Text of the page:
This is a collection of essays by Teddy Roosevelt, America’s 26th president. Roosevelt is a fascinating character, and I have read several of his biographies, most notably the trilogy by Edmund Morris. I was first turned on to Teddy when I read his famous “Man in the Arena” quote at the beginning of John Eldredge’s book, Wild at Heart. Since then I’ve seen it in a number of other places, and no doubt you have seen it, too.
It is not the critic who counts; not the man who points out how the strong man stumbles, or where the doer of deeds could have done them better. The credit belongs to the man who is actually in the arena, whose face is marred by dust and sweat and blood; who strives valiantly; who errs, who comes short again and again, because there is no effort without error and shortcoming; but who does actually strive to do the deeds; who knows great enthusiasms, the great devotions; who spends himself in a worthy cause; who at the best knows in the end the triumph of high achievement, and who at the worst, if he fails, at least fails while daring greatly, so that his place shall never be with those cold and timid souls who neither know victory nor defeat.-Theodore Roosevelt
The Strenuous Life was the first opportunity I have had to read some of Roosevelt’s own writing, and I can see that the Man in the Arena quote is no outlier. He is eminently quotable. He knows how to speak to both heart and mind, rousing both the emotion and the intellect. Morris’s books made it clear, and his own writings bear it out, that Roosevelt was a genius.
If it is possible to find a theme in a selection of essays, I would say that the theme of The Strenuous Life is the necessity of character for national health. Whether writing about politics, sports, or war, Roosevelt consistently remarks on the importance of good moral character of individuals for the benefit of the nation.
We are in honor bound to put into practice what we preach; to remember that we are not to be excused if we do not; and that in the last resort no material prosperity, no business acumen, no intellectual development of any kind, can atone in the life of a nation for the lack of the fundamental qualities of courage, honesty, and common sense.-Theodore Roosevelt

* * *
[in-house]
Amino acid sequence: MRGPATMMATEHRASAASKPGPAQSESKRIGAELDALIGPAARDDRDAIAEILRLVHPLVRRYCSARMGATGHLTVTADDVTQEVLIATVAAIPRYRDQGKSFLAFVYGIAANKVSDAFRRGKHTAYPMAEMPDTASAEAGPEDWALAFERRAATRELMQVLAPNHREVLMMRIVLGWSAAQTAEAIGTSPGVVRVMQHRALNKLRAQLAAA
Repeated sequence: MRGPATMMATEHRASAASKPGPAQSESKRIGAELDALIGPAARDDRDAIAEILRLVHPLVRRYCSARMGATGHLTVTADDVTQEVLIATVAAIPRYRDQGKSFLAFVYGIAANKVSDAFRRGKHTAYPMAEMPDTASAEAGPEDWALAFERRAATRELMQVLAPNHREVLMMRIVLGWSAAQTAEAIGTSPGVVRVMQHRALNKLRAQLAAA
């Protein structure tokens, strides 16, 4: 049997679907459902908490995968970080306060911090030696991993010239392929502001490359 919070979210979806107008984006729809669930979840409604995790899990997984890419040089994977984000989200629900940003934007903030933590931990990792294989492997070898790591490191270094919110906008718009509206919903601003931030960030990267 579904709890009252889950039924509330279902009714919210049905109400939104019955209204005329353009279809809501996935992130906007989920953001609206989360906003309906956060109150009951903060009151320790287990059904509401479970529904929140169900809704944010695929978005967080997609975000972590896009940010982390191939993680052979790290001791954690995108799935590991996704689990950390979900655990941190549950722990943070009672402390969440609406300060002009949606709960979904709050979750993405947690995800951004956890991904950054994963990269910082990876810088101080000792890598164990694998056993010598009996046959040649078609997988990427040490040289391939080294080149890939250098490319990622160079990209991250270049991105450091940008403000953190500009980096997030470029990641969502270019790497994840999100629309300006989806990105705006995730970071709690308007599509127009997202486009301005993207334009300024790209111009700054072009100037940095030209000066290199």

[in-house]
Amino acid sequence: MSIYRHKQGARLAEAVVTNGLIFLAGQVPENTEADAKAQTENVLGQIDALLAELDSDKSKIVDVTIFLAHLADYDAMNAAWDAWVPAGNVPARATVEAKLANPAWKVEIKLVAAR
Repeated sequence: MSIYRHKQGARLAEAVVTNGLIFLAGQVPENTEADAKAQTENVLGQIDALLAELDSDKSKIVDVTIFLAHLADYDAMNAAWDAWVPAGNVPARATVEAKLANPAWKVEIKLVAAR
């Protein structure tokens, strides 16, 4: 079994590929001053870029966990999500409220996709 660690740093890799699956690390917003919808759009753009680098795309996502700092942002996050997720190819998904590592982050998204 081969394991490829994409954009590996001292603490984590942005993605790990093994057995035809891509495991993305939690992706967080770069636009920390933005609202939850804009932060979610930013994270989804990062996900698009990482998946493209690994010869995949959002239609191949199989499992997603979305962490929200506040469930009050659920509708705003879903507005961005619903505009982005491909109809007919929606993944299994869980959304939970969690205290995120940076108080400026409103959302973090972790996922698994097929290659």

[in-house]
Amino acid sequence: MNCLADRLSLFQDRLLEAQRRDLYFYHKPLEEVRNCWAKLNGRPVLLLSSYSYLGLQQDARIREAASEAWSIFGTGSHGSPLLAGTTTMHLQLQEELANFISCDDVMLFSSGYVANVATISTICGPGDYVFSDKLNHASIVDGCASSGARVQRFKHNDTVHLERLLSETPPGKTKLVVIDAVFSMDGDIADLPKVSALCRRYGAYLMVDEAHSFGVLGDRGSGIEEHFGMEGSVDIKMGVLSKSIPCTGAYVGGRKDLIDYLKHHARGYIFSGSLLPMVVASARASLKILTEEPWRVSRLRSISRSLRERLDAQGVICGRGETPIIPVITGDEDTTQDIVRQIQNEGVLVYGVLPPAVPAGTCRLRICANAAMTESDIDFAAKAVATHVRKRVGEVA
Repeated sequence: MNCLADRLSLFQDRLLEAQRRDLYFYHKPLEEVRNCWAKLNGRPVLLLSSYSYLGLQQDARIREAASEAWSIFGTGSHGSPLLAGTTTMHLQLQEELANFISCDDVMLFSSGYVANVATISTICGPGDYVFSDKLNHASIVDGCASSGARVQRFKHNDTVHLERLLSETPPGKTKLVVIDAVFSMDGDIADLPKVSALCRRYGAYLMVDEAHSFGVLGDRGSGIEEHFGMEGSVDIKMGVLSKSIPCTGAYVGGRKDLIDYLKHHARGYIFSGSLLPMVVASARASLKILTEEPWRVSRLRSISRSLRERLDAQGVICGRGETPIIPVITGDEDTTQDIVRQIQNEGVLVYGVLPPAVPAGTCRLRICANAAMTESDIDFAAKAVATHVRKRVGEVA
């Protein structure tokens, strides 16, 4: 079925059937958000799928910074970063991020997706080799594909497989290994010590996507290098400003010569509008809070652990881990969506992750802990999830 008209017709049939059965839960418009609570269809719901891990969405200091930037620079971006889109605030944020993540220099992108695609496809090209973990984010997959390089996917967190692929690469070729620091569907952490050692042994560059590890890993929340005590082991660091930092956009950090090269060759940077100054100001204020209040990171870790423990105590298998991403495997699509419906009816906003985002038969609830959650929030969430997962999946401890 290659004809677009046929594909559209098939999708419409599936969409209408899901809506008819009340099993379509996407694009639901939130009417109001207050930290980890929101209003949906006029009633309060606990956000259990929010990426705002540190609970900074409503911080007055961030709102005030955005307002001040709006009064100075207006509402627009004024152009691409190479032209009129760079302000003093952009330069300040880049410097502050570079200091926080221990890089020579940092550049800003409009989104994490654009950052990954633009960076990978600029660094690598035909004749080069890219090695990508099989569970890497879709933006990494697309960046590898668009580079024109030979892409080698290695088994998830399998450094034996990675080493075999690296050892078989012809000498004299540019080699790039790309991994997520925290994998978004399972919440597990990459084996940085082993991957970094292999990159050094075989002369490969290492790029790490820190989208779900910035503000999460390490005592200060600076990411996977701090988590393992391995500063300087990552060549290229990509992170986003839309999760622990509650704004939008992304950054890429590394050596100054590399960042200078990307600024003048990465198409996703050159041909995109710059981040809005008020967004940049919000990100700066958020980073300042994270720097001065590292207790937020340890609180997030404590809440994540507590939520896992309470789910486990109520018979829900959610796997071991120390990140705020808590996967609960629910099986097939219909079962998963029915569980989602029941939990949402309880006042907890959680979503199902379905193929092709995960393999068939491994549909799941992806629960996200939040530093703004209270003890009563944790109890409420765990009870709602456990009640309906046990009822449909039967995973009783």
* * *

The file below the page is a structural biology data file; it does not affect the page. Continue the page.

I was struck by the similarities between the evils of his age and of our own. Though they were plagued by different vices, it seems to me that wickedness doesn’t necessarily creep so much as change shape. The sins of the early 20th century (such as monopolistic greed) are as morally reprehensible to us as our sins (such as sexual immorality) would be to them.
Roosevelt also warns against a man’s overindulgence in sports. His words on this matter are quite relevant for our own time:
If rowing or foot-ball or base-ball is treated as the end of life by any considerable section of a community, then that community shows itself to be in an unhealthy condition.-Theodore Roosevelt
When a man so far confuses ends and means as to think that fox-hunting, or polo, or foot-ball, or whatever else the sport may be, is to be itself taken as the end, instead of as the mere means of preparation to do work that counts when the time arises, when the occasion calls–why, that man had better abandon sport altogether.-Theodore Roosevelt
I wonder what he would think of all of our professional sports leagues, our round the clock sports media coverage, and our fantasy leagues. I think he would call them a false manliness, a distraction from the real work that men of character must accomplish in order for a nation to become great.
Theodore Roosevelt was pretty amazing. His writing is very inspiring, as you can see by this tweet:
So I’ll just leave you with one last quote:
Far better it is to dare mighty things, to win glorious triumphs, even though checkered by failure, than to take rank with those poor spirits who neither enjoy much nor suffer much, because they live in the gray twilight that knows not victory nor defeat.-Theodore Roosevelt